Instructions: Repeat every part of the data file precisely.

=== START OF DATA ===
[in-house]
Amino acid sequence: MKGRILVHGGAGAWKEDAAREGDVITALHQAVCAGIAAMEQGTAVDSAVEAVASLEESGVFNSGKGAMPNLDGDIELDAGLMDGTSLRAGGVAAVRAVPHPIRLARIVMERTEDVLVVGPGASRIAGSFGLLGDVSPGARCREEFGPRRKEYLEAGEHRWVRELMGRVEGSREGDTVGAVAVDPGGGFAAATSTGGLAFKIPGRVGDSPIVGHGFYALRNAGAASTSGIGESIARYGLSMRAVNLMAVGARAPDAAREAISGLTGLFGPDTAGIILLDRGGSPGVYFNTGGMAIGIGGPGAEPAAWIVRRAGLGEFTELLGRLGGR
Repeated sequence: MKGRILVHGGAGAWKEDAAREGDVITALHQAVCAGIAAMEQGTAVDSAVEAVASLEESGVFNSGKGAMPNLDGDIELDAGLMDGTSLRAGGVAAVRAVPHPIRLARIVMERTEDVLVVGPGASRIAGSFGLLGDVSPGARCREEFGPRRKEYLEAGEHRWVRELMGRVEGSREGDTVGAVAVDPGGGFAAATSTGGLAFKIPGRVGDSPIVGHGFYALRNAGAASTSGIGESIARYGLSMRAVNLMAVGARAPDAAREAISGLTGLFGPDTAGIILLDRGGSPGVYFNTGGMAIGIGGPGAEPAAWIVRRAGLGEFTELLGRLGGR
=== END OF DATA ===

[in-house]
Amino acid sequence: MKGRILVHGGAGAWKEDAAREGDVITALHQAVCAGIAAMEQGTAVDSAVEAVASLEESGVFNSGKGAMPNLDGDIELDAGLMDGTSLRAGGVAAVRAVPHPIRLARIVMERTEDVLVVGPGASRIAGSFGLLGDVSPGARCREEFGPRRKEYLEAGEHRWVRELMGRVEGSREGDTVGAVAVDPGGGFAAATSTGGLAFKIPGRVGDSPIVGHGFYALRNAGAASTSGIGESIARYGLSMRAVNLMAVGARAPDAAREAISGLTGLFGPDTAGIILLDRGGSPGVYFNTGGMAIGIGGPGAEPAAWIVRRAGLGEFTELLGRLGGR
Repeated sequence: MKGRILVHGGAGAWKEDAAREGDVITALHQAVCAGIAAMEQGTAVDSAVEAVASLEESGVFNSGKGAMPNLDGDIELDAGLMDGTSLRAGGVAAVRAVPHPIRLARIVMERTEDVLVVGPGASRIAGSFGLLGDVSPGARCREEFGPRRKEYLEAGEHRWVRELMGRVEGSREGDTVGAVAVDPGGGFAAATSTGGLAFKIPGRVGDSPIVGHGFYALRNAGAASTSGIGESIARYGLSMRAVNLMAVGARAPDAAREAISGLTGLFGPDTAGIILLDRGGSPGVYFNTGGMAIGIGGPGAEPAAWIVRRAGLGEFTELLGRLGGR